Date Published:  Thu, 11/29/2007
By Hilary Russ

November 29, 2007
BARNSTABLE — A judge will determine the fate of the man who drove away after his girlfriend fell to her death out of his moving car.

Gustavo Ramirez Jr., 37, of Troy, N.Y., waived his right to a jury trial yesterday, opting instead for a bench trial before Judge Richard Connon in Barnstable Superior Court.

Ramirez is charged with involuntary manslaughter, kidnapping and leaving the scene of an accident in the death of his girlfriend, Katherine Wagoner.

She was riding in the passenger’s side of Ramirez’s car late one Friday night during the 2006 Labor Day weekend. The vacationing couple had drinks in Provincetown and headed back to the nearby Cape Inn Resort, where they were staying, and then decided to get cigarettes. Ramirez drove — erratically, according to witnesses who testified yesterday — along Route 6 at about 45 or 50 mph and then started slowing down.

Wagoner emerged, her back facing out, from the passenger’s side window and placed her hands on the roof of the car, some piece of clothing fluttering in the wind. She then fell or jumped to the pavement.

In the car behind her were Christopher Roberts and his wife, Bethany, who were visiting from off-Cape. The couple pulled over immediately, they both testified, and the husband ran up the road and waved his shirt so passing cars wouldn’t hit Wagoner. His wife, who said she saw Wagoner “bouncing” on the side of the road near the Truro town line, was already talking to a 911 dispatcher as she rushed to her Wagoner’s side.

“She was making this horrible noise. I think she was gasping for breath,” she said. Wagoner, curled up and face down on the side of the road, was bleeding heavily from her ears and was clad only in purple underwear and a shirt. She never regained consciousness and she died a few days later in a Boston hospital after being removed from a ventilator, Assistant District Attorney J. Thomas Kirkman said.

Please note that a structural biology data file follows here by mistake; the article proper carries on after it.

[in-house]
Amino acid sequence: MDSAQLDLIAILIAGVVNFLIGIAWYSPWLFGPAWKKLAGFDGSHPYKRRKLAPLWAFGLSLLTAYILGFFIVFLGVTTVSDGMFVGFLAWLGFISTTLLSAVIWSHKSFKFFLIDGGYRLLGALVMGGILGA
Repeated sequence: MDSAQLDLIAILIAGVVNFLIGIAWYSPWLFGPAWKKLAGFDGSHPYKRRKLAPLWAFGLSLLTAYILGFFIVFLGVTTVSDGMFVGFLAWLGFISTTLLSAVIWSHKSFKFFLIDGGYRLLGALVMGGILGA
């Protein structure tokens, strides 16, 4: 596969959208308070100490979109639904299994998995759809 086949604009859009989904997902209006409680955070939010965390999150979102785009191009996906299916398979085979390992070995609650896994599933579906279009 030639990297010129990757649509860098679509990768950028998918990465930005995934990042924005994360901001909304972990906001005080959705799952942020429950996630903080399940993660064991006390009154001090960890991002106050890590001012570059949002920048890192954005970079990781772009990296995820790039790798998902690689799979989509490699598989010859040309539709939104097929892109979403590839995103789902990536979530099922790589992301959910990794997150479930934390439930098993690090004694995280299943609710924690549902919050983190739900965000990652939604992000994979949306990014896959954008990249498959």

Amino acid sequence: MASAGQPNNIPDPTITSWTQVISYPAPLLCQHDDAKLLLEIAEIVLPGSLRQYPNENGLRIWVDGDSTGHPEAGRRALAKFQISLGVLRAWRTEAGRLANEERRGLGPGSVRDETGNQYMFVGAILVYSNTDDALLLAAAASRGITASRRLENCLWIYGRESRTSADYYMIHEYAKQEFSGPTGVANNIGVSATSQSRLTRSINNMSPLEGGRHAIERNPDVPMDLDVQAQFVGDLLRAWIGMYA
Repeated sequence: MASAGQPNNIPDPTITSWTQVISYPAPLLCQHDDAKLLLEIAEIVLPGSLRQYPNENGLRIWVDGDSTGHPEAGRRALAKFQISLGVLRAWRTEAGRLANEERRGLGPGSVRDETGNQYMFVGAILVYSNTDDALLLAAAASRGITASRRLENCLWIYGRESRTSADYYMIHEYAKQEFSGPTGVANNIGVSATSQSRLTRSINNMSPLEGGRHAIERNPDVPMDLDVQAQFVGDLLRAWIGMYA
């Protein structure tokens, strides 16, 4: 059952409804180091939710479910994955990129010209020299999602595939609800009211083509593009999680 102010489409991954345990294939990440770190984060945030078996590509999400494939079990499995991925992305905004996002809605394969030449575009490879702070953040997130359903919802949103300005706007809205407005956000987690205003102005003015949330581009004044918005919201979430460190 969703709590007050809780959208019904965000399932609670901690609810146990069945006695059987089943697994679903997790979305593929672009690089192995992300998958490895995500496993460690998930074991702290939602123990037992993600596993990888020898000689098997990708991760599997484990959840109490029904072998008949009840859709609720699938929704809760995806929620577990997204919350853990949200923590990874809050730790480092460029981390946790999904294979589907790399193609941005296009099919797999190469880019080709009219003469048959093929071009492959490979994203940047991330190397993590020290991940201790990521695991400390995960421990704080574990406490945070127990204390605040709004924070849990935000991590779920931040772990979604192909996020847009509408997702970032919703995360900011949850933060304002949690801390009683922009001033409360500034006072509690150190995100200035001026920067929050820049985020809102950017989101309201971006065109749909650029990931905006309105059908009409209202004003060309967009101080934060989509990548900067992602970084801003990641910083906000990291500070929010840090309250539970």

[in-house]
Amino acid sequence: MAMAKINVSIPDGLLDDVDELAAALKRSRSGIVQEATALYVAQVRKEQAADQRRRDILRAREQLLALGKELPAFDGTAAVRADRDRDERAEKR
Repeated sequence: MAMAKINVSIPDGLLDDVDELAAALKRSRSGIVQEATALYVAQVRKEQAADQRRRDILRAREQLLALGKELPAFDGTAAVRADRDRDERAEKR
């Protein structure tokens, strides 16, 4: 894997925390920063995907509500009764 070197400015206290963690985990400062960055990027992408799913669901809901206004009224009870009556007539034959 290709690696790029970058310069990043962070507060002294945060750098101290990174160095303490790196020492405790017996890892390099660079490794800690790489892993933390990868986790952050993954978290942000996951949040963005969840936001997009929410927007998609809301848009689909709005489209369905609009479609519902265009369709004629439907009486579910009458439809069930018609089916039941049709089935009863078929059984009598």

Investigators first believed Ramirez hit Wagoner with his sedan, and then thought he shoved her from the moving car. But during his opening statement, Kirkman admitted prosecutors had “no evidence” to suggest Wagoner was pushed.

Instead, he said, Ramirez and Wagoner had been arguing, and he refused to pull over when she wanted to get out of the car. He never slowed down or came back to the scene.

“This was reckless conduct, of the worst sort,” Kirkman told the court. Blood and broken glass was found inside the car, and blood was on the roof.

J. Drew Segadelli, Ramirez’s attorney, waived his opening statement. But during cross-examination, Provincetown police Officer Michael Carr and State Police Lt. Robert Knott said they had not seen any bruises, scratches, or dried blood on Ramirez’s hands to indicate he had hit Wagoner earlier in the evening.

In a video recording of a police interrogation played in court, Knott built up pressure on Ramirez, telling him repeatedly the evidence at the time didn’t support his story that Wagoner kicked out the window of the car. Ramirez said he pleaded with her not to go out the window, grabbing her pants by the front waistband to try to hold her in the car.

“Why would she jump out the window?” Knott asked.

“She was crazy like that,” Ramirez said several times on the recording.

When questioned about why he didn’t stop the car after she went out the window, Ramirez said he saw her get up and walk to the car behind him, which had pulled over. He also said the shock of seeing her go out the window caused him to urinate on himself, so he decided to change clothes at the hotel and come back to look for her.

The trial continues this morning and is expected to be brief.

Hilary Russ can be reached at

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